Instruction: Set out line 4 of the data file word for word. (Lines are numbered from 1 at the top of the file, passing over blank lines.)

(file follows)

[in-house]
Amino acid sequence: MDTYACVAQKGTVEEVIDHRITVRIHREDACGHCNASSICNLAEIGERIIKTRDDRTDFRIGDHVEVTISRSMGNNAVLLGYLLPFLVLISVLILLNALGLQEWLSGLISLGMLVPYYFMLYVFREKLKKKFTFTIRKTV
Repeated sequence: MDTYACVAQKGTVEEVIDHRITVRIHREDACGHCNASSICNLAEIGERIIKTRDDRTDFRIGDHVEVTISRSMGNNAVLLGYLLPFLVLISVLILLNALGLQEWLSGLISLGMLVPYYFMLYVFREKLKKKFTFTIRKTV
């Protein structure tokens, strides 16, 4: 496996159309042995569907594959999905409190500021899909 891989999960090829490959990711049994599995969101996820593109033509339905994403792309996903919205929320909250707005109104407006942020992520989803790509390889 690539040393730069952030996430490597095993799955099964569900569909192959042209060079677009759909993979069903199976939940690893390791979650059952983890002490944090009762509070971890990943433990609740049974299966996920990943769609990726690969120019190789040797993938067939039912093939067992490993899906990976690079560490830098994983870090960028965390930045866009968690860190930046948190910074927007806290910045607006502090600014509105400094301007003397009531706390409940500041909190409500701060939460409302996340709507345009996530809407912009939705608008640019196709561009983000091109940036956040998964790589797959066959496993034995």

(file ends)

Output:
């Protein structure tokens, strides 16, 4: 496996159309042995569907594959999905409190500021899909 891989999960090829490959990711049994599995969101996820593109033509339905994403792309996903919205929320909250707005109104407006942020992520989803790509390889 690539040393730069952030996430490597095993799955099964569900569909192959042209060079677009759909993979069903199976939940690893390791979650059952983890002490944090009762509070971890990943433990609740049974299966996920990943769609990726690969120019190789040797993938067939039912093939067992490993899906990976690079560490830098994983870090960028965390930045866009968690860190930046948190910074927007806290910045607006502090600014509105400094301007003397009531706390409940500041909190409500701060939460409302996340709507345009996530809407912009939705608008640019196709561009983000091109940036956040998964790589797959066959496993034995």